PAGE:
1.                  Radiography                                                           3-reasons-blended-learning

2.                  Embryology and Histology

3.                  Oral Pathology

4.                  Ethics and Law in Dental Hygiene

5.                  National Board Review

D.  Provide ongoing feedback to PD and Academic Dean regarding progress

II.                 Second Year

A.                 Implement the changes for my first class: Radiography

1.                  Evaluate student outcomes by comparing previous class averages for quizzes and exams

2.                  Survey student satisfaction

3.                  Request suggestions for improvement from students

4.                  Make changes as needed

B.                  Report outcomes to PD and Academic Dean

C.                  Implement the changes for Embryology and Histology

1.                  Begin with making adjustments based on results from Radiography

2.                  Evaluate student outcomes by comparing previous class averages for quizzes and exams

3.                  Survey student satisfaction

4.                  Request suggestions for improvement from students

5.                  Make changes as needed

D.                 Continue the process for the other classes, carefully tracking student outcomes and student satisfaction

E.                  Assess any differences in achievement for my subjects on the DH National Board Exam for Cohort 8. Compare scores from previous Cohorts with Cohort 8 and also assess performance in my subjects vs. other subjects taught the traditional way

III.              Third Year

A.                 Assemble a report with my findings for each class and the National Board Exam results. Include feedback from students. Share report with the PD and Academic Dean

B.                  Convince PD and Dean to encourage other instructors to adopt a blended learning approach, based on the success of my courses using a blended approach

C.                  Continue evaluating and improving teaching methods, materials and outcomes for my blended learning courses for Cohort 9

Further reading:



My Personal Learning Manifesto

My Personal Learning Manifesto

            When I was a child, I was constantly praised by my teachers. My parents proudly told everyone about my straight A report cards, and that I was in the GATE (Gifted and Talented Education) program. The school system worked for me. I quickly figured out how everything works: study the material, listen, follow directions. It was practically a matter of figuring out the teacher and their expectations, then delivering what they wanted. I’m naturally a visual and audial learner, so lectures are actually enjoyable for me. I’ve always loved listening to other people talk, soaking in their ideas.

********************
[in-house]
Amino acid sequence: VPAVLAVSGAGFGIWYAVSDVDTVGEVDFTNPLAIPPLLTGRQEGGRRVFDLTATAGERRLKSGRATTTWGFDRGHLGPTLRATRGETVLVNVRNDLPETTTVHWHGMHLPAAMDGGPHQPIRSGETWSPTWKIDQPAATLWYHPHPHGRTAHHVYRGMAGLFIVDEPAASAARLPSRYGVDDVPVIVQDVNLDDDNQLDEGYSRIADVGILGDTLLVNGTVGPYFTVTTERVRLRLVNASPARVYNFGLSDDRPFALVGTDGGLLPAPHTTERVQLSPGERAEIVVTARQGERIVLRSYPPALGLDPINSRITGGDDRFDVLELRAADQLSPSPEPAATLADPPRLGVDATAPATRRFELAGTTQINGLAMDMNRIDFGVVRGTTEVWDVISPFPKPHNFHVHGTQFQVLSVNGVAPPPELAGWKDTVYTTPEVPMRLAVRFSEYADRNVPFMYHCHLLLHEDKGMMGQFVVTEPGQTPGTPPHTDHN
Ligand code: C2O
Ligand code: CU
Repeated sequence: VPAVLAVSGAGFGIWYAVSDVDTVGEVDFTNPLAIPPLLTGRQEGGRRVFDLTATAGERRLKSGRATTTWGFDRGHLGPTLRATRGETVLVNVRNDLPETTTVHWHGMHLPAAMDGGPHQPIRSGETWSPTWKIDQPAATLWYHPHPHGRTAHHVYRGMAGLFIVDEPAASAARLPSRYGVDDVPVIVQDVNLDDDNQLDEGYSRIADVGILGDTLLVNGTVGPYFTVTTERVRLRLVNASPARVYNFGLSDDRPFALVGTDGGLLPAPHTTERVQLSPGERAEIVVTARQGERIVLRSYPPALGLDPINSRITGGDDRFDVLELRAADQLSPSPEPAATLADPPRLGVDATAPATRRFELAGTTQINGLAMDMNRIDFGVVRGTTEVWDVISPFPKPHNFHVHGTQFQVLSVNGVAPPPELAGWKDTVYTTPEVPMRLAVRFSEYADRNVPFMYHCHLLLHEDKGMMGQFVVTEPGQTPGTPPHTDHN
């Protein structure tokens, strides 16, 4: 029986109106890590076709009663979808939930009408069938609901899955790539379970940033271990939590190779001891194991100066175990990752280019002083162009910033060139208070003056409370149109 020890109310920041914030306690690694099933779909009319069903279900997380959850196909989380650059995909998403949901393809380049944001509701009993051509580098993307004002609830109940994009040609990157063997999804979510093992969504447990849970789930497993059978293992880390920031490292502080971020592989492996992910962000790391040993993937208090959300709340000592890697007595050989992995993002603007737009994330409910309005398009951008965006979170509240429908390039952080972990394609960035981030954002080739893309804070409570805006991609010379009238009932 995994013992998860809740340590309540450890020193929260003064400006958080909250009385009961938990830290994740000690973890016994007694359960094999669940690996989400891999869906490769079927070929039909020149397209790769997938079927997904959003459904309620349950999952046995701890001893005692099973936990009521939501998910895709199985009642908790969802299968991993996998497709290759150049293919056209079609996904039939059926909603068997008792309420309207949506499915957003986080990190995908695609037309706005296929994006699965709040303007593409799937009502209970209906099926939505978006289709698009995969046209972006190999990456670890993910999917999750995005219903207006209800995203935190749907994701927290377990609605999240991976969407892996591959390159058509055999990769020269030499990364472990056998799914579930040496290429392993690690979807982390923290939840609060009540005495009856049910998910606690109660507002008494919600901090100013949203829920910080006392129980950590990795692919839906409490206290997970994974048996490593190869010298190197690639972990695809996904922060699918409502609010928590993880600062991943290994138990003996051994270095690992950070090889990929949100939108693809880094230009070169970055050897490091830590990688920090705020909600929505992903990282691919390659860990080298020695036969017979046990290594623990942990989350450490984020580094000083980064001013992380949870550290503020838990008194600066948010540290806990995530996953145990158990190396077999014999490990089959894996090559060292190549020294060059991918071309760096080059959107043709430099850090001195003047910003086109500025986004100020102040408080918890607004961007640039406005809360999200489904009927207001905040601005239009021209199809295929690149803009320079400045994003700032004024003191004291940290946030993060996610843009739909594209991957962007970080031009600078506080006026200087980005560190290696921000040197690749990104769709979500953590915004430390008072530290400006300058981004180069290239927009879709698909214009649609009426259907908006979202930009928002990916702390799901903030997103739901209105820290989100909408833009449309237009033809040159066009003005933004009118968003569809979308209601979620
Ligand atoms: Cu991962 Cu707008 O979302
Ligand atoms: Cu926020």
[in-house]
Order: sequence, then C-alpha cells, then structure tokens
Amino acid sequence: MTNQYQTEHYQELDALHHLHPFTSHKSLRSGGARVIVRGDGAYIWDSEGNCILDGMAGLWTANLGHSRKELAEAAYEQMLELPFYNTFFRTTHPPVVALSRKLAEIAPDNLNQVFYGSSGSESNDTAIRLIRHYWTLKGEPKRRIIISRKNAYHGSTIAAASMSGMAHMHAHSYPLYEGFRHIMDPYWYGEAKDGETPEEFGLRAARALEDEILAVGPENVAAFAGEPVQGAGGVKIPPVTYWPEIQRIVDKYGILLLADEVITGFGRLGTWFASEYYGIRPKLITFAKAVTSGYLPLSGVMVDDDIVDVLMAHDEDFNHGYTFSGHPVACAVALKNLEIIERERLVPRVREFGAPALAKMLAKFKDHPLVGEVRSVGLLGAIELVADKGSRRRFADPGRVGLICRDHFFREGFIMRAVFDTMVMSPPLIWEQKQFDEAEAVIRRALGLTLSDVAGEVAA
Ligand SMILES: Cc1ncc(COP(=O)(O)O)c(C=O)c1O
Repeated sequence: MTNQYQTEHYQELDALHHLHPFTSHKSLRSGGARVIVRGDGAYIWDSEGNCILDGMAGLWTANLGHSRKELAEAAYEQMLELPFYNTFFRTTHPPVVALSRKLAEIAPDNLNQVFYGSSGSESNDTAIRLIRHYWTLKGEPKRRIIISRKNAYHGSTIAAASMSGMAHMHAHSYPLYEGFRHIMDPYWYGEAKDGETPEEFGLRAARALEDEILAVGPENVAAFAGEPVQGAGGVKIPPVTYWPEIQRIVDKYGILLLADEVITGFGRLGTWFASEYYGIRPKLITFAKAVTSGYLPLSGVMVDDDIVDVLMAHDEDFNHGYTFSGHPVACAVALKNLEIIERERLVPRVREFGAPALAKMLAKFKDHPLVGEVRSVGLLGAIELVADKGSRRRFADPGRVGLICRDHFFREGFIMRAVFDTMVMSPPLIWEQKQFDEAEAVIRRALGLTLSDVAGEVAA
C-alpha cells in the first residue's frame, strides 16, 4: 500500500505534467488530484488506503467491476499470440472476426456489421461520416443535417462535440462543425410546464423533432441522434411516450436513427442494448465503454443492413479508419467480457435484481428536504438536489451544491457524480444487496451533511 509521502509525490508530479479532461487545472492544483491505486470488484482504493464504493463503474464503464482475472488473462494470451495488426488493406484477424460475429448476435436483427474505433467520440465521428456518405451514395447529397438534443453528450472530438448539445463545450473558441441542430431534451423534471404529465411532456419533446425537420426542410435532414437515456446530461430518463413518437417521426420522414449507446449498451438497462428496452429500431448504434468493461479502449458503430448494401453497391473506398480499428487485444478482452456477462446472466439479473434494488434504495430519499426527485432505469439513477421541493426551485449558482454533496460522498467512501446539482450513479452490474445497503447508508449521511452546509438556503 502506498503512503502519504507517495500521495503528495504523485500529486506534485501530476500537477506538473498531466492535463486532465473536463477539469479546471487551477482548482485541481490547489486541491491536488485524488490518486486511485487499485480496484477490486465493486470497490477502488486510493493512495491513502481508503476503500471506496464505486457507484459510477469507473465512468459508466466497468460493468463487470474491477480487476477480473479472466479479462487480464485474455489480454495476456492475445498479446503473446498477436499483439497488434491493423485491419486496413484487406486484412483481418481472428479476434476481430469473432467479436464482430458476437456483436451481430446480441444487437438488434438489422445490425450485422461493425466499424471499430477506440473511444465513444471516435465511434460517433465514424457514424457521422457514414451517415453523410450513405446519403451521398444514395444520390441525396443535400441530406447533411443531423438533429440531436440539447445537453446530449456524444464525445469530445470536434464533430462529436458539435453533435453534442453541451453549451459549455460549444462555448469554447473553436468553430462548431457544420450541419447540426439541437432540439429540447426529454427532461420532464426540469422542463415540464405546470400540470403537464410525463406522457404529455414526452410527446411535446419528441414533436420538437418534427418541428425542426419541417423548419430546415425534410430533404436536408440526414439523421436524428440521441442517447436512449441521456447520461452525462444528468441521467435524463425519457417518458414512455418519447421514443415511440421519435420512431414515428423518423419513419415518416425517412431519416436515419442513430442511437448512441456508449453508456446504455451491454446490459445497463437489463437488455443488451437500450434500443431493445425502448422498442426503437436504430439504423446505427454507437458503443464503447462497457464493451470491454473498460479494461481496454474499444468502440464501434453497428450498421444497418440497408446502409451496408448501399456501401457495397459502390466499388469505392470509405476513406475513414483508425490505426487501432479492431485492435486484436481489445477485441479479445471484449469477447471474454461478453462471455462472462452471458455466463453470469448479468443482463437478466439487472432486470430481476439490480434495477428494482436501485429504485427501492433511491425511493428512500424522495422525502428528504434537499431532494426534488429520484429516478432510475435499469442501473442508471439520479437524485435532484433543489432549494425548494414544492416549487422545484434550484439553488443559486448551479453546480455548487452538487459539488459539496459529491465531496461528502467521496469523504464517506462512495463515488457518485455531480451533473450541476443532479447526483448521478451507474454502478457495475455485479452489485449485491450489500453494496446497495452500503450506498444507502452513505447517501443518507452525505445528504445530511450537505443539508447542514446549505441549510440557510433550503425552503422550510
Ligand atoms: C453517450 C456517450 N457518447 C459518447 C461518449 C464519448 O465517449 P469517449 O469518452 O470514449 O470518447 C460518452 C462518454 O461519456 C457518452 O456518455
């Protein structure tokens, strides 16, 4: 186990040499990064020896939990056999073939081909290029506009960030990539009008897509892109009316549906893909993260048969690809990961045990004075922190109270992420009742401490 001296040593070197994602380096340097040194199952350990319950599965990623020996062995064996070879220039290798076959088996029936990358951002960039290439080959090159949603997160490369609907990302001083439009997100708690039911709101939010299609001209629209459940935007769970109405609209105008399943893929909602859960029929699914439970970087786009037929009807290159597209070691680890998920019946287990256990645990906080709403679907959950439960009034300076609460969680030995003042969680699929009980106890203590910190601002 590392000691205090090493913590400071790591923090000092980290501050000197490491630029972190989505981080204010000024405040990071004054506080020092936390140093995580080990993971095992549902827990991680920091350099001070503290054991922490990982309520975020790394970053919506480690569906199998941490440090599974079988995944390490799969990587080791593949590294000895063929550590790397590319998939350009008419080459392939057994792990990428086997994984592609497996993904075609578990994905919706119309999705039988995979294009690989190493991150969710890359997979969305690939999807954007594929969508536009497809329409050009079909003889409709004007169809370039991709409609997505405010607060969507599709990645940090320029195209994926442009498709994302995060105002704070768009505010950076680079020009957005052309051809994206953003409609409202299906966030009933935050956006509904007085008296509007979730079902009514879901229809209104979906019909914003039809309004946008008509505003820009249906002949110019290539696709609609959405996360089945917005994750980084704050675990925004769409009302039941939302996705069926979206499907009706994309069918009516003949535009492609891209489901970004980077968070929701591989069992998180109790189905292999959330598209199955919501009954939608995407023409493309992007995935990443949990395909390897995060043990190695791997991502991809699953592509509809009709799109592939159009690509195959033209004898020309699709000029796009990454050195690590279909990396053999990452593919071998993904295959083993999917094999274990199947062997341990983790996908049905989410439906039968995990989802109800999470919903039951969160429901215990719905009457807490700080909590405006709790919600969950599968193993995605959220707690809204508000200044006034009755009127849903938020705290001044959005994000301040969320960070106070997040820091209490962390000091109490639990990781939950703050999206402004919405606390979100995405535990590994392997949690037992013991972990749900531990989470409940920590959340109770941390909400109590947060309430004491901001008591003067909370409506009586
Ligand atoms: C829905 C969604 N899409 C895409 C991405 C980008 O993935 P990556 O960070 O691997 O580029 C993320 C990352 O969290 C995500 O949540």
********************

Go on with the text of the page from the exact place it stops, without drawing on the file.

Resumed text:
Nicole 2015 221 The system worked for me. I excelled at test-taking. It’s practically a game: figure out what the wrong answers are and           deduce from there. Remember the material for a couple weeks until it all gets dumped out of your head. It’s really no wonder I became a teacher. I fell in love with the game of school because I was good at it.

Don’t get me wrong. I love learning- true learning. I love the type of learning that ignites those pleasure sensors in my brain. I would rather watch a documentary or the History Channel than an episode of Friends (although those are good sometimes too).

Some of the documentaries I like to watch are on scientific topics. Before I went into dental hygiene, I was a Biology major at San Diego State University. One of the things that I find fascinating is how organisms are wired to seek out pleasure. It truly drives our behavior. Eating is pleasurable, so we seek food. Sex is pleasurable so species can continue. John Stuart Mill, a philosopher and proponent of Utilitarianism, argued that there are biological pleasures like those previously mentioned, and higher pleasures that have even more value for humanity (Beemsterbauer, 2010). Learning is one of the higher pleasures. I would argue that winning is one too. Reflecting on my past, it’s possible that school was often a place where the prize wasn’t always learning; it was winning.

Sir Ken Robinson explains in his video the original intent of modern-day education. In the Industrial Age, factory workers were in demand, so schools focused on creating them. The goal was to create workers who respected authority (TED, 2007). Seth Grogin makes the same argument. Education today breeds conformity, not innovation. The question really is “what is the purpose of education?” (TEDxYouth, 2012). Is it learning or conformity?